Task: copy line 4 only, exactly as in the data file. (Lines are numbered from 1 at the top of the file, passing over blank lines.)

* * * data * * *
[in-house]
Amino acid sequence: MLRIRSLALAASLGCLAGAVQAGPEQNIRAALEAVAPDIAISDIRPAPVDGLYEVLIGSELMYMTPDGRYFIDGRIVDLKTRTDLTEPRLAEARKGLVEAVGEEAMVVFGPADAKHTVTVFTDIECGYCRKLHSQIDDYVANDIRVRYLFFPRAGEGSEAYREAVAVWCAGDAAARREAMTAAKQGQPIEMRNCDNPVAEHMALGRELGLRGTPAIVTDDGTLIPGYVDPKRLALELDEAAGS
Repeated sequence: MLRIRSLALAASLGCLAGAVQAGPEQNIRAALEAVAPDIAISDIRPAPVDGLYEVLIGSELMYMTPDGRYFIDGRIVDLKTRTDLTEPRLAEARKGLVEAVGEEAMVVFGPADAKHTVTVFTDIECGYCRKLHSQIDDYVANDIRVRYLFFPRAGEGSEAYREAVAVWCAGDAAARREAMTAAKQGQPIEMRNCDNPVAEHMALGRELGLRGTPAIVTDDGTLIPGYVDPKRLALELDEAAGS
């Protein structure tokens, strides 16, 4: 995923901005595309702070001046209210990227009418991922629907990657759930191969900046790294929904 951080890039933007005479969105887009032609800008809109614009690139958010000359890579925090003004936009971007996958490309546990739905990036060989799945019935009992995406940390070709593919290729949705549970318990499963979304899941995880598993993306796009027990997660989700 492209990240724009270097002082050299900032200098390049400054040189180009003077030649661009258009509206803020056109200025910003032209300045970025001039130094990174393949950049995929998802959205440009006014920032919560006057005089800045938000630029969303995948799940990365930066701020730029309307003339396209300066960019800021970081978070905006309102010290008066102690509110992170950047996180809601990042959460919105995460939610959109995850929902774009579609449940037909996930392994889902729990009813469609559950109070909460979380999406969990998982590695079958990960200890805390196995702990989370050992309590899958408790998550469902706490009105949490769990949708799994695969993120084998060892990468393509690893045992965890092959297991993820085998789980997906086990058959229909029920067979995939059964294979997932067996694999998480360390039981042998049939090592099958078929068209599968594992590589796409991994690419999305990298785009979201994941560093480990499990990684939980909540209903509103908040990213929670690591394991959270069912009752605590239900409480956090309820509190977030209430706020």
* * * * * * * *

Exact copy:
């Protein structure tokens, strides 16, 4: 995923901005595309702070001046209210990227009418991922629907990657759930191969900046790294929904 951080890039933007005479969105887009032609800008809109614009690139958010000359890579925090003004936009971007996958490309546990739905990036060989799945019935009992995406940390070709593919290729949705549970318990499963979304899941995880598993993306796009027990997660989700 492209990240724009270097002082050299900032200098390049400054040189180009003077030649661009258009509206803020056109200025910003032209300045970025001039130094990174393949950049995929998802959205440009006014920032919560006057005089800045938000630029969303995948799940990365930066701020730029309307003339396209300066960019800021970081978070905006309102010290008066102690509110992170950047996180809601990042959460919105995460939610959109995850929902774009579609449940037909996930392994889902729990009813469609559950109070909460979380999406969990998982590695079958990960200890805390196995702990989370050992309590899958408790998550469902706490009105949490769990949708799994695969993120084998060892990468393509690893045992965890092959297991993820085998789980997906086990058959229909029920067979995939059964294979997932067996694999998480360390039981042998049939090592099958078929068209599968594992590589796409991994690419999305990298785009979201994941560093480990499990990684939980909540209903509103908040990213929670690591394991959270069912009752605590239900409480956090309820509190977030209430706020």